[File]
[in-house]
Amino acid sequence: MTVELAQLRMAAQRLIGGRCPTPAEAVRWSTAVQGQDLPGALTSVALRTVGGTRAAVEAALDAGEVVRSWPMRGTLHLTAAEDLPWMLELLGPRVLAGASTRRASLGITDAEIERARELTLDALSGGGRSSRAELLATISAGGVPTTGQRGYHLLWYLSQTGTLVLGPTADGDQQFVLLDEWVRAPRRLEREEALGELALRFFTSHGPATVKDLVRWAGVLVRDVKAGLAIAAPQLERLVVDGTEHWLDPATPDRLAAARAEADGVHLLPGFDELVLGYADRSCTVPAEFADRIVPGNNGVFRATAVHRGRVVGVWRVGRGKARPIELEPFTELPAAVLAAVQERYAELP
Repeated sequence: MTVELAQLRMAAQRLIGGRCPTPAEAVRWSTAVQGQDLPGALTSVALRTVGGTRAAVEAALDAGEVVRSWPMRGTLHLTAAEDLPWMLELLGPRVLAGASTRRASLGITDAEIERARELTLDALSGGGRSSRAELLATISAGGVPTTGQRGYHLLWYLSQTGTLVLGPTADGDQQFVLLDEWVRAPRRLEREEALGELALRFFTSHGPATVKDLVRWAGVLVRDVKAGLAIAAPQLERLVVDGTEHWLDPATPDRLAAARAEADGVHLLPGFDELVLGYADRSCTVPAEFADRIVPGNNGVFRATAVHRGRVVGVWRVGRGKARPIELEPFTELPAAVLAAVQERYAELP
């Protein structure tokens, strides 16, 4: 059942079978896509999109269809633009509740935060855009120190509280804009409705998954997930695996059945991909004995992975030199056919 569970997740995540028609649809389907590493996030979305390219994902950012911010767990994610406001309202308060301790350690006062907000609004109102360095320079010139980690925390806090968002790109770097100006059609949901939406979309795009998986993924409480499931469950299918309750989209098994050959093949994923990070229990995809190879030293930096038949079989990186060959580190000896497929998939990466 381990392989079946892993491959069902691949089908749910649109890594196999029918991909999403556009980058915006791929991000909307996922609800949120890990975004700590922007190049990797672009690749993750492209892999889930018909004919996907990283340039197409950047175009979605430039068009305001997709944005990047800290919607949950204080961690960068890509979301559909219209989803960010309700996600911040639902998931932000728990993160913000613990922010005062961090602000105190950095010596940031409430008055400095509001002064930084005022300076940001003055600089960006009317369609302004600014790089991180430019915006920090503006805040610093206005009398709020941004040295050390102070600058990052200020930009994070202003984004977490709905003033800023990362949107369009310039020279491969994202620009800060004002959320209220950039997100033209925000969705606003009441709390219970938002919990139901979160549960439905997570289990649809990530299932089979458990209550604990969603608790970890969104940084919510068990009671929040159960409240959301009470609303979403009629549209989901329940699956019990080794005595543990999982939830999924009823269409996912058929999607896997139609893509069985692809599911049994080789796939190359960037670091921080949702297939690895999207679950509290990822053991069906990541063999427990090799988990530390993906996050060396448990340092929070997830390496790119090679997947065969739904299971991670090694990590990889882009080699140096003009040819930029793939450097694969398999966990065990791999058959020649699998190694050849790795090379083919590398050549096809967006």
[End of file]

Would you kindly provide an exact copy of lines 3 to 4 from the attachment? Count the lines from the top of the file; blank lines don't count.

Repeated sequence: MTVELAQLRMAAQRLIGGRCPTPAEAVRWSTAVQGQDLPGALTSVALRTVGGTRAAVEAALDAGEVVRSWPMRGTLHLTAAEDLPWMLELLGPRVLAGASTRRASLGITDAEIERARELTLDALSGGGRSSRAELLATISAGGVPTTGQRGYHLLWYLSQTGTLVLGPTADGDQQFVLLDEWVRAPRRLEREEALGELALRFFTSHGPATVKDLVRWAGVLVRDVKAGLAIAAPQLERLVVDGTEHWLDPATPDRLAAARAEADGVHLLPGFDELVLGYADRSCTVPAEFADRIVPGNNGVFRATAVHRGRVVGVWRVGRGKARPIELEPFTELPAAVLAAVQERYAELP
């Protein structure tokens, strides 16, 4: 059942079978896509999109269809633009509740935060855009120190509280804009409705998954997930695996059945991909004995992975030199056919 569970997740995540028609649809389907590493996030979305390219994902950012911010767990994610406001309202308060301790350690006062907000609004109102360095320079010139980690925390806090968002790109770097100006059609949901939406979309795009998986993924409480499931469950299918309750989209098994050959093949994923990070229990995809190879030293930096038949079989990186060959580190000896497929998939990466 381990392989079946892993491959069902691949089908749910649109890594196999029918991909999403556009980058915006791929991000909307996922609800949120890990975004700590922007190049990797672009690749993750492209892999889930018909004919996907990283340039197409950047175009979605430039068009305001997709944005990047800290919607949950204080961690960068890509979301559909219209989803960010309700996600911040639902998931932000728990993160913000613990922010005062961090602000105190950095010596940031409430008055400095509001002064930084005022300076940001003055600089960006009317369609302004600014790089991180430019915006920090503006805040610093206005009398709020941004040295050390102070600058990052200020930009994070202003984004977490709905003033800023990362949107369009310039020279491969994202620009800060004002959320209220950039997100033209925000969705606003009441709390219970938002919990139901979160549960439905997570289990649809990530299932089979458990209550604990969603608790970890969104940084919510068990009671929040159960409240959301009470609303979403009629549209989901329940699956019990080794005595543990999982939830999924009823269409996912058929999607896997139609893509069985692809599911049994080789796939190359960037670091921080949702297939690895999207679950509290990822053991069906990541063999427990090799988990530390993906996050060396448990340092929070997830390496790119090679997947065969739904299971991670090694990590990889882009080699140096003009040819930029793939450097694969398999966990065990791999058959020649699998190694050849790795090379083919590398050549096809967006």